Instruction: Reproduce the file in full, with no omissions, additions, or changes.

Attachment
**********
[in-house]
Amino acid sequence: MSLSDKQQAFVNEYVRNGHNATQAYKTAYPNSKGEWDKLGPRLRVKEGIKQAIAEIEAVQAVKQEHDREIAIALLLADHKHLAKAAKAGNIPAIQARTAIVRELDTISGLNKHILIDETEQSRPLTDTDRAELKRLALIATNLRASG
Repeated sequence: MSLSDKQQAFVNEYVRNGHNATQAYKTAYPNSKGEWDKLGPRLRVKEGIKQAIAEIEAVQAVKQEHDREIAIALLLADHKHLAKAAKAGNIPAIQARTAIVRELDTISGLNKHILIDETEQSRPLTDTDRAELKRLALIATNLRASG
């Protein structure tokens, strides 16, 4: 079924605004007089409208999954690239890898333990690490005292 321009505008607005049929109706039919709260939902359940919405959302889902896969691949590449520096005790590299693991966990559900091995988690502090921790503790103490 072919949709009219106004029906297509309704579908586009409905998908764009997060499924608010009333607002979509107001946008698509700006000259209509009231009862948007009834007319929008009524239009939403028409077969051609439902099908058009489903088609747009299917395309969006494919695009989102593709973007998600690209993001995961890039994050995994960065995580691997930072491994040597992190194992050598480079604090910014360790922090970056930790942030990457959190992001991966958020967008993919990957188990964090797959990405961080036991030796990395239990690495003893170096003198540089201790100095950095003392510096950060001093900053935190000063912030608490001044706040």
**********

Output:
[in-house]
Amino acid sequence: MSLSDKQQAFVNEYVRNGHNATQAYKTAYPNSKGEWDKLGPRLRVKEGIKQAIAEIEAVQAVKQEHDREIAIALLLADHKHLAKAAKAGNIPAIQARTAIVRELDTISGLNKHILIDETEQSRPLTDTDRAELKRLALIATNLRASG
Repeated sequence: MSLSDKQQAFVNEYVRNGHNATQAYKTAYPNSKGEWDKLGPRLRVKEGIKQAIAEIEAVQAVKQEHDREIAIALLLADHKHLAKAAKAGNIPAIQARTAIVRELDTISGLNKHILIDETEQSRPLTDTDRAELKRLALIATNLRASG
């Protein structure tokens, strides 16, 4: 079924605004007089409208999954690239890898333990690490005292 321009505008607005049929109706039919709260939902359940919405959302889902896969691949590449520096005790590299693991966990559900091995988690502090921790503790103490 072919949709009219106004029906297509309704579908586009409905998908764009997060499924608010009333607002979509107001946008698509700006000259209509009231009862948007009834007319929008009524239009939403028409077969051609439902099908058009489903088609747009299917395309969006494919695009989102593709973007998600690209993001995961890039994050995994960065995580691997930072491994040597992190194992050598480079604090910014360790922090970056930790942030990457959190992001991966958020967008993919990957188990964090797959990405961080036991030796990395239990690495003893170096003198540089201790100095950095003392510096950060001093900053935190000063912030608490001044706040």